What is IP ?
An introduction to intellectual property
Patents, trade-marks, copyright, industrial designs and similar rights are referred to as "intellectual property". These rights are "property" in the sense that they are based on the legal right to exclude others from using the property and in that ownership of the rights can be transferred. The rights are "intellectual" in the sense that they protect intangible subjects, usually arising out of some form of human creativity.
Patents protect inventions, such as machines, devices, methods and compositions of matter. Trade-mark rights protect words, designs, numbers, two-dimensional or three-dimensional forms, sounds or colors (or a combination of two or more of these elements) used to distinguish the products or services of one trader from those of others in the marketplace. Copyright protects literary (including computer programs), artistic, musical and dramatic works. Related rights include trade secrets, industrial designs, integrated circuit topographies, plant breeders' rights, and personality rights such as the right to the image.
Each of these rights is quite different from the others. For example, the inventor of a new interlocking paving stone may be able to obtain a patent on the method of making the stone and the aspects of the structure of the stone which permit it to interlock. An industrial design registration may also be obtained covering decorative features in the shape of the stone. The name under which the stone is sold may be protected by a trade-mark registration. Finally, information which may be presented in booklets or videos describing how to install the stones may be protected by copyright.
Websites are another example of how different intellectual property rights might exist and cross each other. Starting with the domain name registration for the website, one or many trade-marks may be used (words, designs, slogans) in association with wares or services which themselves might be covered by copyright, patent or industrial design protection. There may also be copyright protection in the text, database or artistic work appearing on the website or even in a song or music played while consulting the website. Each of these forms of intellectual property gives a right to different but possibly related protection.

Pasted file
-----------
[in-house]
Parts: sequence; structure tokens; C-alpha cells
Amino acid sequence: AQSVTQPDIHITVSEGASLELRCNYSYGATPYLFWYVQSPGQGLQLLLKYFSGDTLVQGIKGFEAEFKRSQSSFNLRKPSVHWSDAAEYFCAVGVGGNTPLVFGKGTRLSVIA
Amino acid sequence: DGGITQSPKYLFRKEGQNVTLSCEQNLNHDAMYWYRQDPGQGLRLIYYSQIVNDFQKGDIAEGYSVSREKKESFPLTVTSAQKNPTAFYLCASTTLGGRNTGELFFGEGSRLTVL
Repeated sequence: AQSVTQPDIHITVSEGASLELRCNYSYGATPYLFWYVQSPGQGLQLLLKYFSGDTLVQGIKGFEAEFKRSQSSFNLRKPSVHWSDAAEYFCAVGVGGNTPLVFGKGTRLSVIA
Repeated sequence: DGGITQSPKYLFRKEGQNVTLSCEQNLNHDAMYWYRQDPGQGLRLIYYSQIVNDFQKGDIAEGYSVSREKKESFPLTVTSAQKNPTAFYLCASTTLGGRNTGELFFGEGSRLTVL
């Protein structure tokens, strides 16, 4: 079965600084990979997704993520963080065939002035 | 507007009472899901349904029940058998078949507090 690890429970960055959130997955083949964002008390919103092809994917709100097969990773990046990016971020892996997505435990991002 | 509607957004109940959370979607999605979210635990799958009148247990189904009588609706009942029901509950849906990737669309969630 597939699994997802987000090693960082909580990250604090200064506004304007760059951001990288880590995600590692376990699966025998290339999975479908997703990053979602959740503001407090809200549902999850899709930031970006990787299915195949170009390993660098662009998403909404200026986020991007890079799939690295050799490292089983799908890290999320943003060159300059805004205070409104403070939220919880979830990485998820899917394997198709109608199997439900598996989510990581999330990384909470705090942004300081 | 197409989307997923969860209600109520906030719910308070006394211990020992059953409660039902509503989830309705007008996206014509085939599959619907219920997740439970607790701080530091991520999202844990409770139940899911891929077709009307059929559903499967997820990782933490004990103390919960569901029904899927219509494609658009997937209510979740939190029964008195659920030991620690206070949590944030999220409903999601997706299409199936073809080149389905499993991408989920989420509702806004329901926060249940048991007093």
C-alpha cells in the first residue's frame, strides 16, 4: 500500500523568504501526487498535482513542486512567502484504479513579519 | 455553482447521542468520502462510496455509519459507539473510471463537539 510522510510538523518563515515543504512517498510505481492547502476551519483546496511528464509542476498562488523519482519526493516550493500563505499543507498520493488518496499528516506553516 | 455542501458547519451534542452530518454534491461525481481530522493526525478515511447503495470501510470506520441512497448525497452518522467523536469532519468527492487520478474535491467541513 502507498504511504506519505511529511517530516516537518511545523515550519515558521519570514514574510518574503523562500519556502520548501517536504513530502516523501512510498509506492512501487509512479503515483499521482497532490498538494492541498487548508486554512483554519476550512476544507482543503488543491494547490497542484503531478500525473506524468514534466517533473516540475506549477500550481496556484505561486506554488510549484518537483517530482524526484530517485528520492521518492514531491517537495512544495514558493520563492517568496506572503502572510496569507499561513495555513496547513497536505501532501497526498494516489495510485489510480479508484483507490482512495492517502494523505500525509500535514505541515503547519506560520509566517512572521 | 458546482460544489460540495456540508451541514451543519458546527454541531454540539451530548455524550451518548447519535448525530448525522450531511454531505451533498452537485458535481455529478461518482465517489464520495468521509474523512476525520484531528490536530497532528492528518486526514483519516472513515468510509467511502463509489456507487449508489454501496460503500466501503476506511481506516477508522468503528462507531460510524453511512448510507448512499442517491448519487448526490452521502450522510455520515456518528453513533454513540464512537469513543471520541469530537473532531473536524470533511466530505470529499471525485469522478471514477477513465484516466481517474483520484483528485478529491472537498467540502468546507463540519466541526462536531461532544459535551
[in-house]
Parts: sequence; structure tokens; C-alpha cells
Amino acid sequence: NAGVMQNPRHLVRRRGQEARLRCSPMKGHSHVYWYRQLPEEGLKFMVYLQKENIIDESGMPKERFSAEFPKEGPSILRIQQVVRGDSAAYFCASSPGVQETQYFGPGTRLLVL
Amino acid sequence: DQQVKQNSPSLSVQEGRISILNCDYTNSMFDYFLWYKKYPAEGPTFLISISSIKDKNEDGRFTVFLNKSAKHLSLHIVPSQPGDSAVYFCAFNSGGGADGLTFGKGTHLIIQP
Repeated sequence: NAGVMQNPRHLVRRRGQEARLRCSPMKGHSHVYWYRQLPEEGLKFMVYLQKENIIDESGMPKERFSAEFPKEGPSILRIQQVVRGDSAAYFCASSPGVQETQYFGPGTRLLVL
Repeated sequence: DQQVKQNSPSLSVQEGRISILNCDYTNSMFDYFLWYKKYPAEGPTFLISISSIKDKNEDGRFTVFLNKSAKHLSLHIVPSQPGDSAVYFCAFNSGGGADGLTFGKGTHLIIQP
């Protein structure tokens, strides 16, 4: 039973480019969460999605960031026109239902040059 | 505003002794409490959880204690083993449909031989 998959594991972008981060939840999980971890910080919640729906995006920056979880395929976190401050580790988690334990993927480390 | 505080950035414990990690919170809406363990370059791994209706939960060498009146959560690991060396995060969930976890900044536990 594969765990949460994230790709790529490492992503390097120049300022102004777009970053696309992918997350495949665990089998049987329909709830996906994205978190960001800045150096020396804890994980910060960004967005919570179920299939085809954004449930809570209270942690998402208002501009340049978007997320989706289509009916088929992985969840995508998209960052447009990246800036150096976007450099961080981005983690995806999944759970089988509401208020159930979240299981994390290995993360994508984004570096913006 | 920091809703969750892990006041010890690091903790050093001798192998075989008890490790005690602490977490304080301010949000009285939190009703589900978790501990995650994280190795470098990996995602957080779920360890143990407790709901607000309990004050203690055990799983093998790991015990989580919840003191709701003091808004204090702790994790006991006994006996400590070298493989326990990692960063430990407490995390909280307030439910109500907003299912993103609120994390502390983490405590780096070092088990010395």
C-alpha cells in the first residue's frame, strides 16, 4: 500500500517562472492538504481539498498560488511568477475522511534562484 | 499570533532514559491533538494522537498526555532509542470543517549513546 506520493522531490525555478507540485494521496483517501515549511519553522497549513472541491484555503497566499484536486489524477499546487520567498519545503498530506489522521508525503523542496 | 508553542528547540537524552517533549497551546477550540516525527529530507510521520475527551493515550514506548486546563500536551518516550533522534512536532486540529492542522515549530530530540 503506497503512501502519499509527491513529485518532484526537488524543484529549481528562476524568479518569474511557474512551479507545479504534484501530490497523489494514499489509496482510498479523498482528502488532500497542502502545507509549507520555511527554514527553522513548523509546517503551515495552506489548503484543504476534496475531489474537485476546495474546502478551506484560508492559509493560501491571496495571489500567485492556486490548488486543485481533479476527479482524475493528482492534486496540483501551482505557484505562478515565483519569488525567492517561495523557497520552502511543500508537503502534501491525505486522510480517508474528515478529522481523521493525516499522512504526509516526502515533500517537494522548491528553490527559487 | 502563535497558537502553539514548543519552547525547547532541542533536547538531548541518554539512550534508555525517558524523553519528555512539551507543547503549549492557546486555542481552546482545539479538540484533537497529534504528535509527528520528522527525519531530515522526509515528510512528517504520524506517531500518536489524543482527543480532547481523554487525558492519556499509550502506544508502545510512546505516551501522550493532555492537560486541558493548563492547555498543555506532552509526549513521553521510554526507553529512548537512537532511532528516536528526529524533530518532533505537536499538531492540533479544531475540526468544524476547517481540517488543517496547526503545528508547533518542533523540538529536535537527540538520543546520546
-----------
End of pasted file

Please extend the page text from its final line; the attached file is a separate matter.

COCA-COLA is an example of a trade-mark for a soft drink. The formulation of the drink itself is a trade secret and not covered by a patent. As such, there is protection only so long as the formulation remains secret. The shape of the bottle was once protected as an industrial design. Patents may have been obtained in respect of bottling equipment. While alternative products are available under other trade-marks, such as PEPSI, competing products generally become established only after expenditure of considerable time and effort in marketing. In this example, the trade-mark rights may be the most valuable intellectual property right.
Trade-mark protection can be maintained indefinitely. Patent, copyright and industrial design protection are limited in time.
Patent agents and trade-mark agents are professionals who are registered to practice before the Patent Office and the Trade-marks Office. Respectively, Patent agents and trade-mark agents may not be lawyers although many are. Registered patent agents typically have expertise in one or more scientific disciplines and are experienced in analyzing inventions and in writing patent specifications and claims. Registered trade-mark agents and lawyers practising in the intellectual property field typically have expertise and are experienced in legal aspects of use of trade-marks and trade names, registration of trade-marks and maintenance and protection thereof.
The Intellectual Property Institute of Canada (IPIC) maintains lists of competent professionals who are trained and experienced in intellectual property law. Efforts made in advance of meeting with such a professional to understand the nature and scope of intellectual property rights can be useful in understanding the advice given and in making sound business decisions about such rights.
© 2013 Intellectual Property Institute of Canada, Ottawa,